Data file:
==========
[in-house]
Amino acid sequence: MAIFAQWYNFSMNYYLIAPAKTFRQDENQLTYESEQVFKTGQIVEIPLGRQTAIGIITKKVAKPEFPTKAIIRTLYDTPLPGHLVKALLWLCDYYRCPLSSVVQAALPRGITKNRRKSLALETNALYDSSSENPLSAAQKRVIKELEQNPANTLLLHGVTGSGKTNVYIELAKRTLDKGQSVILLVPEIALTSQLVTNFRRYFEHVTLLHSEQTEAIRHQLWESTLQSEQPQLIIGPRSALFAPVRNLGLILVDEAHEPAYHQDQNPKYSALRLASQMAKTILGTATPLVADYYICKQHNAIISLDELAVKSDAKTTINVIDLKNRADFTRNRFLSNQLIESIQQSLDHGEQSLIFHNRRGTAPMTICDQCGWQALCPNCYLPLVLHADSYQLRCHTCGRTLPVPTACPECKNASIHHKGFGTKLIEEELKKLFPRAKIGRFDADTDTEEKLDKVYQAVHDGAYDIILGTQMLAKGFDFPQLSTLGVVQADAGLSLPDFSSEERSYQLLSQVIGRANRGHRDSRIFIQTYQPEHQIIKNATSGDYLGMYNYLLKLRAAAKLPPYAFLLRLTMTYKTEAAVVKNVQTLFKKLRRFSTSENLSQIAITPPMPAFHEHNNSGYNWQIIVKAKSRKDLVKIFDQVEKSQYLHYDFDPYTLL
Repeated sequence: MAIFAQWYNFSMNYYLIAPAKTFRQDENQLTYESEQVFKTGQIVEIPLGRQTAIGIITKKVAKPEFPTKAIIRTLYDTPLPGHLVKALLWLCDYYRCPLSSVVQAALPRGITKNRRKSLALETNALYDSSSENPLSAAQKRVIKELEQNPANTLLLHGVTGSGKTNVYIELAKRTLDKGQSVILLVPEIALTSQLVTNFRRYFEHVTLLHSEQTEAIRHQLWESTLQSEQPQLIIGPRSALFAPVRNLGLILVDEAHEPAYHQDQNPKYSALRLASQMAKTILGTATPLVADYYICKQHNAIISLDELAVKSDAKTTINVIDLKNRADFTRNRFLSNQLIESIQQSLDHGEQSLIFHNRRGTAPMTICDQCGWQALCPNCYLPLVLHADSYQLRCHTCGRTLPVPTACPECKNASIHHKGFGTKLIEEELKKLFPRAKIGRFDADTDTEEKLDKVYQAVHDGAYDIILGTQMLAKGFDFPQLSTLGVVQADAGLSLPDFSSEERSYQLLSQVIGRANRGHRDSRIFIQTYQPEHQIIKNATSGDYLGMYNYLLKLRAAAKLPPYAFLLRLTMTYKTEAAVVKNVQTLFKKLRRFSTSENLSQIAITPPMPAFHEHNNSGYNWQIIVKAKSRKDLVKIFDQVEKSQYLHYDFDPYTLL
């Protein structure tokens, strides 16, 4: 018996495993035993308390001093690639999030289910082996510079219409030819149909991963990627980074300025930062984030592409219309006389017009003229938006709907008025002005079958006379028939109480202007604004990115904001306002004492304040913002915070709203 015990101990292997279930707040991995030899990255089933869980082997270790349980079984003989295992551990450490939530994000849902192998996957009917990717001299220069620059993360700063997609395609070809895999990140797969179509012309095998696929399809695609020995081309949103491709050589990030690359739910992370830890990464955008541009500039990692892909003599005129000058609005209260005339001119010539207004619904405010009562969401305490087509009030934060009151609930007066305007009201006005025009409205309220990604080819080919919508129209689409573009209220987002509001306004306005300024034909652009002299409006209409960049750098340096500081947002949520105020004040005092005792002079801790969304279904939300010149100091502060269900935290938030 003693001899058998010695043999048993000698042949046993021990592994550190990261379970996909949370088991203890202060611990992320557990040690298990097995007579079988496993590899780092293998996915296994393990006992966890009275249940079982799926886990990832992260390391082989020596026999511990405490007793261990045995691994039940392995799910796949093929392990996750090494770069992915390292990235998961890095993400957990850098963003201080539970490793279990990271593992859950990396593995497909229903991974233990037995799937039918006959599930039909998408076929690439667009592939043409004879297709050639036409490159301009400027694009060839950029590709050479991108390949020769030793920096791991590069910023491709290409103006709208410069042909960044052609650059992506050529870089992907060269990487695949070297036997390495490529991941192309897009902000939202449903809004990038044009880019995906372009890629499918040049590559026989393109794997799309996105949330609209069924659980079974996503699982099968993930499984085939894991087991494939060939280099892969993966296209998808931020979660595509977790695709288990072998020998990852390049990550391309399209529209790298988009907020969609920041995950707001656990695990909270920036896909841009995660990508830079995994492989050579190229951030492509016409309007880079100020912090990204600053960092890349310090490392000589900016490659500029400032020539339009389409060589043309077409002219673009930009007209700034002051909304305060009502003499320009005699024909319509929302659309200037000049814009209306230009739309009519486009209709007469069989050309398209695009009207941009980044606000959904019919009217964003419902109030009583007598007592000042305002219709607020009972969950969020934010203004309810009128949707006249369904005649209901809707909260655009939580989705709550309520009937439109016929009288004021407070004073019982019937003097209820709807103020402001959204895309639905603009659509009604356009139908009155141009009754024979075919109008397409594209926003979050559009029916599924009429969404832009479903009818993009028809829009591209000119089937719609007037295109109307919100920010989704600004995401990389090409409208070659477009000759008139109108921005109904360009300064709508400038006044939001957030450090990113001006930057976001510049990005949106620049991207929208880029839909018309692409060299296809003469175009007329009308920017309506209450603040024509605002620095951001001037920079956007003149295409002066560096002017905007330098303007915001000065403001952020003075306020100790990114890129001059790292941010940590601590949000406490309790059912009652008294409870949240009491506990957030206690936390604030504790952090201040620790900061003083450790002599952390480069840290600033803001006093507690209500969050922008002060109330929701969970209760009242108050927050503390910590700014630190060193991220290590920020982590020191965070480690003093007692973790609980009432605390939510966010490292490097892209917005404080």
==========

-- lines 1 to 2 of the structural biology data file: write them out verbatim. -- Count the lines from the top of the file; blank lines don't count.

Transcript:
[in-house]
Amino acid sequence: MAIFAQWYNFSMNYYLIAPAKTFRQDENQLTYESEQVFKTGQIVEIPLGRQTAIGIITKKVAKPEFPTKAIIRTLYDTPLPGHLVKALLWLCDYYRCPLSSVVQAALPRGITKNRRKSLALETNALYDSSSENPLSAAQKRVIKELEQNPANTLLLHGVTGSGKTNVYIELAKRTLDKGQSVILLVPEIALTSQLVTNFRRYFEHVTLLHSEQTEAIRHQLWESTLQSEQPQLIIGPRSALFAPVRNLGLILVDEAHEPAYHQDQNPKYSALRLASQMAKTILGTATPLVADYYICKQHNAIISLDELAVKSDAKTTINVIDLKNRADFTRNRFLSNQLIESIQQSLDHGEQSLIFHNRRGTAPMTICDQCGWQALCPNCYLPLVLHADSYQLRCHTCGRTLPVPTACPECKNASIHHKGFGTKLIEEELKKLFPRAKIGRFDADTDTEEKLDKVYQAVHDGAYDIILGTQMLAKGFDFPQLSTLGVVQADAGLSLPDFSSEERSYQLLSQVIGRANRGHRDSRIFIQTYQPEHQIIKNATSGDYLGMYNYLLKLRAAAKLPPYAFLLRLTMTYKTEAAVVKNVQTLFKKLRRFSTSENLSQIAITPPMPAFHEHNNSGYNWQIIVKAKSRKDLVKIFDQVEKSQYLHYDFDPYTLL